San Marcos residents at a February planning workshop favored multi-story garages over parking lots. Photos by Sean Batura.
By SEAN BATUTA
San Marcos city planners will are holding a second public meeting Monday night to discuss with residents possible land development code (LDC) revisions, hoping for the same kind of robust showing that took place at the first such meeting on Feb. 10.
At the 6:30 p.m. workshop, staff from the city’s development planning division will exhibit its interpretation of resident feedback from the first workshop, a highly tactile and bustling affair involving more than 100 residents placing responses on various poster-boards and photographs encircling the San Marcos Activity Center ballroom, where the second event also will take place.
Following Monday night’s meeting, city planners will begin the meticulous process of recoding the LDC. Planners will present the draft revisions, when complete, to the planning and zoning commission (P&Z) and the city council for approval.
The sections of the LDC being revised include water quality standards, design standards for residential development, street lighting requirements, the noise ordinance, minor amendments to the land use matrix, the adoption of an Interstate-35 overlay district, planned development districts, mixed use zoning districts, tree preservation standards, and parking standards.
At the Feb. 10 public workshop, residents indicated their high regard for parking garages rather than parking lots, and chose picturesque, multi-story parking garages over featureless, rectangular parking structures. Most residents favored rows of parking spaces divided from one another by aesthetic/barrier features, and most liked street side angled parking more than parallel parking. However, more than half the dots on the parallel parking were green. The green dots placed on some representation of a feature signaled approval, while red dots showed disagreement.
“If you go and look around at the pictures, the pictures that people are putting green dots are ones of rain gardens, mixed use development, trees,” crowed San Marcos resident and Texas State Student Jared Yeager. “People are putting red dots on like strip malls, on seas of parking, stuff like that. So it’s just really good to know that the people that are showing up and making the decisions are the people who really want to push San Marcos in that direction — like Portland and Austin. Everybody’s talking about bikes — it’s great to finally have the feeling that San Marcos is moving that way. That’s what I really enjoy about it.”
Participants awarded photos of xeriscaped yards green dots almost exclusively. The photo showing the most lawn received 27 red dots and one green dot. Generally, residents were in broad agreement about which features they liked or disliked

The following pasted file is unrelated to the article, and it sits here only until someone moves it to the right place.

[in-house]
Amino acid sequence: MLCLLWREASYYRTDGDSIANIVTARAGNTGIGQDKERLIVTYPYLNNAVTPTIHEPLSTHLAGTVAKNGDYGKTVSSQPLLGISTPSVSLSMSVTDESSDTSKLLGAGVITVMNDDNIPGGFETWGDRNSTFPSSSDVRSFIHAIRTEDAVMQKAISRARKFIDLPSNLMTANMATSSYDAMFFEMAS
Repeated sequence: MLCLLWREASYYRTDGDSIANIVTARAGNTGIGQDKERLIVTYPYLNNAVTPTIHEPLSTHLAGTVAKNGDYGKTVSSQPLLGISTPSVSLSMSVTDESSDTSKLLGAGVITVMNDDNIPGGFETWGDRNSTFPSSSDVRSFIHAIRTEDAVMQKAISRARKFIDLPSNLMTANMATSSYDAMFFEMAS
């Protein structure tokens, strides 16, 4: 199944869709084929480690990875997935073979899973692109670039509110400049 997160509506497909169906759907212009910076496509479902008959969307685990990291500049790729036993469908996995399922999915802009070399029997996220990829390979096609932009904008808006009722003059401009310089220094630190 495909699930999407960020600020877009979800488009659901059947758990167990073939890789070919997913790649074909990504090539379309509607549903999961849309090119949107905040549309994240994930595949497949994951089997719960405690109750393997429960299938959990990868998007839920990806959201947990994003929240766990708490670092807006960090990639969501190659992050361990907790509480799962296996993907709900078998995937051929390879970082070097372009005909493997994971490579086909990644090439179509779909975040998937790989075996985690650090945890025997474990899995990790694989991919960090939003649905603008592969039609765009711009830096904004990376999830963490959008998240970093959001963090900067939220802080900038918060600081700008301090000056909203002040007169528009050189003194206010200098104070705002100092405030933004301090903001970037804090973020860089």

“Looking at the boards, it’s not as diverse as I expected — It’s pretty red (or) green,” said San Marcos Assistant Planning Director Matthew Lewis, who added that the workshop was not ordered by the city council, but initiated by city staff.
“We’ve been putting a lot of extra time into this,” Lewis said at the February workshop. “This is my third night meeting of the week, actually. It’s part of the job. But we’re passionate about this. Our city staff we have right now, all the city planners, are so passionate about this. They care 100 percent about this community. They’re dedicated to their jobs. We have been working so hard to get all these printed out, form the program, get the media out, get all the notifications done — it’s been a time-consuming process. But it’s worth it. And this illustrates that it’s worth it.”
Workshop participants overwhelmingly favored multi-story, multi-family residential structures with lively facades over single-family residential developments.
One comment written on the Mixed Use/PDD (Planned Development District) poster stated, “I would like to see mixed use (development) similar to Hill Country Galleria. Lots of green space, mix (residential) and (commercial) with courtyards … pedestrian friendly.” Another comment on the same poster stated, “(Mixed Use) zoning is hard to market. Landowner almost has to be developer. PDD adds another phase to entitlement process adding $$ and time.”
During an audience question and answer session, residents spoke up about issues such as tree preservation, impervious cover standards, watershed protection and open space preservation, among other issues. Austin resident John Carson suggested offering more incentives rather than adding restriction to developers, who, he said, are “taking huge risks on development.” Carson, who works in San Marcos, said the city should find ways to reward developers who build multi-story rather than surface parking.
“I think it says a lot that the city granted itself a 50 percent parking variance on the new convention center,” Carson said. “It speaks to how over-parked we kind of are across the board. For a one-bedroom, apartment we’re requiring two spaces, and that’s probably the single biggest driver of sprawl in San Marcos. If you want to build apartment complexes or something at this point, after you go through all the land loss — the parkland dedication, the parking — you got to have a 20-acre tract to deliver the kind of housing that most people want in San Marcos, and it’s just pushing us further and further out. And it’s not really achieving the kinds of goals that we want for a walkable city, because our code is (written) that way.”
San Marcos residents look at proposed features at a February workshop.